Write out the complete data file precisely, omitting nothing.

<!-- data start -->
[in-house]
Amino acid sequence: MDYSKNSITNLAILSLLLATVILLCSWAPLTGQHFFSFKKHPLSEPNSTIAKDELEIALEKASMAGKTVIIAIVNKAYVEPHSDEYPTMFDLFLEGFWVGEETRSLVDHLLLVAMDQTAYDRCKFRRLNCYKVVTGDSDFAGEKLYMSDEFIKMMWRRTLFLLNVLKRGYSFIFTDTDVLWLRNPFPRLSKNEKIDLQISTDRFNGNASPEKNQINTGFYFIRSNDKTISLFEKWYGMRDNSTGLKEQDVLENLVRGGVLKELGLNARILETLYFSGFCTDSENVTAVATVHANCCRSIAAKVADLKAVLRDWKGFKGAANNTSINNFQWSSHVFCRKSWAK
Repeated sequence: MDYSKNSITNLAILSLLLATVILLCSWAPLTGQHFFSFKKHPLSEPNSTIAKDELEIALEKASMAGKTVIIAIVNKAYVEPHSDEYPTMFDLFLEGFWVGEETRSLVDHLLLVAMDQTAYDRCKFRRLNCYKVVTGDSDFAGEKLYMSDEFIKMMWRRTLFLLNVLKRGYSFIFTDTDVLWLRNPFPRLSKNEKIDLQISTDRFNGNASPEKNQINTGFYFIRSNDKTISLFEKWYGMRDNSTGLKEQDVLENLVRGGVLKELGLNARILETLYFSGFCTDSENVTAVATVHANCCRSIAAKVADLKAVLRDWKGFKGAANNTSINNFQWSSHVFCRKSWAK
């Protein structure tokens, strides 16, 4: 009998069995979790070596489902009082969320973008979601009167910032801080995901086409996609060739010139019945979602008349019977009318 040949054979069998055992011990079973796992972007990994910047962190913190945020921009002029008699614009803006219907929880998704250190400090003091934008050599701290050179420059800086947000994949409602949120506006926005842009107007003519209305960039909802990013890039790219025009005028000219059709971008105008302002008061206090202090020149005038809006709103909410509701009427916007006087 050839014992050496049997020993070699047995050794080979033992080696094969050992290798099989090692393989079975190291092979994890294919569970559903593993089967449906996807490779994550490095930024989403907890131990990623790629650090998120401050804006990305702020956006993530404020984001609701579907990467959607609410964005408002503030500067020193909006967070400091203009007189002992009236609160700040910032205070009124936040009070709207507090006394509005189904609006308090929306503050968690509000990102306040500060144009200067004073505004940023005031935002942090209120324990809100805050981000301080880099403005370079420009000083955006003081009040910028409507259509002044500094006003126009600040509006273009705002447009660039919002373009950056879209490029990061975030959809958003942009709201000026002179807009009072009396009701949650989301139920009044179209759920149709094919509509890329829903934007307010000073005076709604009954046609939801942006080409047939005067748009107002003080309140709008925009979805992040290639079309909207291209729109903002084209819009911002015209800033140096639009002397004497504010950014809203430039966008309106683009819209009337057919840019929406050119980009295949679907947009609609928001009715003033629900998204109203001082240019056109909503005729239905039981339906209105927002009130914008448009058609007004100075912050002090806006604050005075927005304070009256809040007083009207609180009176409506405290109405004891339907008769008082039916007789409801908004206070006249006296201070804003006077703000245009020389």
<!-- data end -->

[in-house]
Amino acid sequence: MDYSKNSITNLAILSLLLATVILLCSWAPLTGQHFFSFKKHPLSEPNSTIAKDELEIALEKASMAGKTVIIAIVNKAYVEPHSDEYPTMFDLFLEGFWVGEETRSLVDHLLLVAMDQTAYDRCKFRRLNCYKVVTGDSDFAGEKLYMSDEFIKMMWRRTLFLLNVLKRGYSFIFTDTDVLWLRNPFPRLSKNEKIDLQISTDRFNGNASPEKNQINTGFYFIRSNDKTISLFEKWYGMRDNSTGLKEQDVLENLVRGGVLKELGLNARILETLYFSGFCTDSENVTAVATVHANCCRSIAAKVADLKAVLRDWKGFKGAANNTSINNFQWSSHVFCRKSWAK
Repeated sequence: MDYSKNSITNLAILSLLLATVILLCSWAPLTGQHFFSFKKHPLSEPNSTIAKDELEIALEKASMAGKTVIIAIVNKAYVEPHSDEYPTMFDLFLEGFWVGEETRSLVDHLLLVAMDQTAYDRCKFRRLNCYKVVTGDSDFAGEKLYMSDEFIKMMWRRTLFLLNVLKRGYSFIFTDTDVLWLRNPFPRLSKNEKIDLQISTDRFNGNASPEKNQINTGFYFIRSNDKTISLFEKWYGMRDNSTGLKEQDVLENLVRGGVLKELGLNARILETLYFSGFCTDSENVTAVATVHANCCRSIAAKVADLKAVLRDWKGFKGAANNTSINNFQWSSHVFCRKSWAK
């Protein structure tokens, strides 16, 4: 009998069995979790070596489902009082969320973008979601009167910032801080995901086409996609060739010139019945979602008349019977009318 040949054979069998055992011990079973796992972007990994910047962190913190945020921009002029008699614009803006219907929880998704250190400090003091934008050599701290050179420059800086947000994949409602949120506006926005842009107007003519209305960039909802990013890039790219025009005028000219059709971008105008302002008061206090202090020149005038809006709103909410509701009427916007006087 050839014992050496049997020993070699047995050794080979033992080696094969050992290798099989090692393989079975190291092979994890294919569970559903593993089967449906996807490779994550490095930024989403907890131990990623790629650090998120401050804006990305702020956006993530404020984001609701579907990467959607609410964005408002503030500067020193909006967070400091203009007189002992009236609160700040910032205070009124936040009070709207507090006394509005189904609006308090929306503050968690509000990102306040500060144009200067004073505004940023005031935002942090209120324990809100805050981000301080880099403005370079420009000083955006003081009040910028409507259509002044500094006003126009600040509006273009705002447009660039919002373009950056879209490029990061975030959809958003942009709201000026002179807009009072009396009701949650989301139920009044179209759920149709094919509509890329829903934007307010000073005076709604009954046609939801942006080409047939005067748009107002003080309140709008925009979805992040290639079309909207291209729109903002084209819009911002015209800033140096639009002397004497504010950014809203430039966008309106683009819209009337057919840019929406050119980009295949679907947009609609928001009715003033629900998204109203001082240019056109909503005729239905039981339906209105927002009130914008448009058609007004100075912050002090806006604050005075927005304070009256809040007083009207609180009176409506405290109405004891339907008769008082039916007789409801908004206070006249006296201070804003006077703000245009020389």